Over the years we have watched the rules around moorage in BC change drastically. From the documents and permissions required to the rules around building a dock, things rarely stay constant.
Moorage in BC is overseen by the Ministry of Forest, Lands, Natural Resource Operations and Rural Development. Their rules for private moorage for residential use are posted on their website. The gist of the rules as they stand now are that the Ministry allows for General Permission within certain guidelines. If your proposed dock and property fit within those guidelines, then you can follow the rules for General Permission and do not need to make an actual application to the Crown.
If for any reason the General Permission guidelines do not fit, then you will need to apply to the Crown for what may be either Specific Permission or possibly a lease. Specific Permissions do not have a required renewal date, while leases/licenses of occupation do.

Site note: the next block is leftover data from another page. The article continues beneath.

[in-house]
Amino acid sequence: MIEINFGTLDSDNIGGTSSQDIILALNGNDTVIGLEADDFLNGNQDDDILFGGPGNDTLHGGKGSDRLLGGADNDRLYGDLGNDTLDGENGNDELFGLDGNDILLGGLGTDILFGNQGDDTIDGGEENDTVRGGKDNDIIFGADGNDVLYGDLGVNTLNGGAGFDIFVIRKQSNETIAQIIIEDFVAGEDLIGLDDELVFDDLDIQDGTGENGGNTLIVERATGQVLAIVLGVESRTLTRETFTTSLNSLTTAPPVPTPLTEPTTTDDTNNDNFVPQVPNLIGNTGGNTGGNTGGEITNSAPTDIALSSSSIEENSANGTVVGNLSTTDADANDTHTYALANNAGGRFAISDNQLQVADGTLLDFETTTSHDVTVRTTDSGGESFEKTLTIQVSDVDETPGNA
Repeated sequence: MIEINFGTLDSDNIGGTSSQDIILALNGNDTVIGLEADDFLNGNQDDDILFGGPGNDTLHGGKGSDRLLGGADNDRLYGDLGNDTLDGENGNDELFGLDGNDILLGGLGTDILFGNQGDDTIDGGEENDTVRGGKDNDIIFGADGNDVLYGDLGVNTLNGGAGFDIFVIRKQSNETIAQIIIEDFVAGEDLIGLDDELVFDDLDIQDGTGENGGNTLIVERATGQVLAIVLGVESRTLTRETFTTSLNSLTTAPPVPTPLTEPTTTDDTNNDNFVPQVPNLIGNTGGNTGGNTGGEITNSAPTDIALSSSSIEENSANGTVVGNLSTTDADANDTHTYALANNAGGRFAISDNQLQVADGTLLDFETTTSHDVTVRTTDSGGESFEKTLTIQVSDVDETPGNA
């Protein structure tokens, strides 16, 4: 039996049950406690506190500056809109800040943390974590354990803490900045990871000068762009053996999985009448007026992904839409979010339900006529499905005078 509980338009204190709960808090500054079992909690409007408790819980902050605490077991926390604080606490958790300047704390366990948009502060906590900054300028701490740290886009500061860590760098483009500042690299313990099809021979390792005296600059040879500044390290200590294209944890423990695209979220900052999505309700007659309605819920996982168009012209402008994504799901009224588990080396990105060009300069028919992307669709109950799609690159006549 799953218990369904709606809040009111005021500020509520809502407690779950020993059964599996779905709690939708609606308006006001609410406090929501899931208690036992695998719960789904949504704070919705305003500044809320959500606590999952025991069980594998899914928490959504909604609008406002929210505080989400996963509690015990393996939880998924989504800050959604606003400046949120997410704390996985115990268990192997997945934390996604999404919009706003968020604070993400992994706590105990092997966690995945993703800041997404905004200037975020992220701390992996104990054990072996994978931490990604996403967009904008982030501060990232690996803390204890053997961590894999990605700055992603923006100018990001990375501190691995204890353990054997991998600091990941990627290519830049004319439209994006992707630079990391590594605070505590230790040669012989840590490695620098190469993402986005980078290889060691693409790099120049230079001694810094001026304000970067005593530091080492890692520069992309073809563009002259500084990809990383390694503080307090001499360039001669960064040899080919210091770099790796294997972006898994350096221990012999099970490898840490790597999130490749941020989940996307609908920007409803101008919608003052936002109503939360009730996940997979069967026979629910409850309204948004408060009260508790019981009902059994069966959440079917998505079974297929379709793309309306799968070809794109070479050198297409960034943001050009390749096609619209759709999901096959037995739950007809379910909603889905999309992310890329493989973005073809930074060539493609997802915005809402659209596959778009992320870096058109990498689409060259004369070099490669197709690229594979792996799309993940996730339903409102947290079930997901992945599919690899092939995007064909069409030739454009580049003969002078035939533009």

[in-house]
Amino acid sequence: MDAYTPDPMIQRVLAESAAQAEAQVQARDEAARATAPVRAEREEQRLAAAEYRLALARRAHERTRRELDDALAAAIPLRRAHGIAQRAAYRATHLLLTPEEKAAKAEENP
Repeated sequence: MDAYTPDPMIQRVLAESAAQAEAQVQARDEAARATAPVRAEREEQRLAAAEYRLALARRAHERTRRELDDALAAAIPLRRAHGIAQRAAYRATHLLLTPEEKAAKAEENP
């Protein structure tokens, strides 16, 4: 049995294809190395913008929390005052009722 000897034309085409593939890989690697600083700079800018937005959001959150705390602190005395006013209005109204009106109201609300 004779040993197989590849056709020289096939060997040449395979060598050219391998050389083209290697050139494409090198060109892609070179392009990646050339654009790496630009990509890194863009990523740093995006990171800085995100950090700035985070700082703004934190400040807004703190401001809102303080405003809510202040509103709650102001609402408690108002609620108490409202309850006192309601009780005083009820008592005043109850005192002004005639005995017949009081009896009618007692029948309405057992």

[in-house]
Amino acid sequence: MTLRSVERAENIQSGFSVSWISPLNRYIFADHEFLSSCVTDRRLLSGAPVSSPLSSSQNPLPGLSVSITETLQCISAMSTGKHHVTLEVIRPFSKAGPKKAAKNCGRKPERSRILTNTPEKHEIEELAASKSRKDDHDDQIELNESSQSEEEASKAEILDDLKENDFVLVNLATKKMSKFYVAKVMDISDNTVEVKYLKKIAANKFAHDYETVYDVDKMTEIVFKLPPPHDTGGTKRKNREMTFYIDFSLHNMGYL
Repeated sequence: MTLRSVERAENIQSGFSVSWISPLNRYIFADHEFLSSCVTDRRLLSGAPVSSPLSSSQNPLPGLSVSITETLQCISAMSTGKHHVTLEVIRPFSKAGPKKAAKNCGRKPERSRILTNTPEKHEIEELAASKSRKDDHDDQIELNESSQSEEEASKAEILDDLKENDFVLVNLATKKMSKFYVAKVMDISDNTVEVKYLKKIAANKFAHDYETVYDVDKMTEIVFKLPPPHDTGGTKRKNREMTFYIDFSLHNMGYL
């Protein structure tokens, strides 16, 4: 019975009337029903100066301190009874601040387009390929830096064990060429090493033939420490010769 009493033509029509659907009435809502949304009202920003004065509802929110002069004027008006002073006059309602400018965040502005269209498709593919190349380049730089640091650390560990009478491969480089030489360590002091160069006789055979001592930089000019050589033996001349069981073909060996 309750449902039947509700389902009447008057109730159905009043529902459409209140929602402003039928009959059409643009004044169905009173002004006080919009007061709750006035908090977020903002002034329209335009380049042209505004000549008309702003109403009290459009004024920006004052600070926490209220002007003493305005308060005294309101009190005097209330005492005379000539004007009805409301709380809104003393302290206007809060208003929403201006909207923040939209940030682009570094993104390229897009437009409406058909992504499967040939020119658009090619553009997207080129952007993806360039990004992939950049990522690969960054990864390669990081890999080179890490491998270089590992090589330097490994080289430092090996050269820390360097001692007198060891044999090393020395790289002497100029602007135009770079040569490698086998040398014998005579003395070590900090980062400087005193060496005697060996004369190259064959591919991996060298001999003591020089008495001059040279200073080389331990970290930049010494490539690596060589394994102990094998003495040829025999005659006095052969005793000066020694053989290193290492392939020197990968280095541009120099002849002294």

General Permission is only for docks which will be in front of the dock owner's personal property, with no other property in between. In other words, the dock owner must also be the upland owner. We have seen this cause issues in places where the Crown has retained a strip of land in front of properties in remote locations, originally intended to be a common walkway or access when the land was first surveyed but then never developed or used as such.
When it comes to requesting a transfer of an existing license of occupation or Specific Permission for moorage, patience is required. The Ministry can take years to complete this process and there are no guarantees when dealing with a third party.
We would not be surprised if just as we all became comfortable and familiar with the current moorage rules they change again - seems to be the way.
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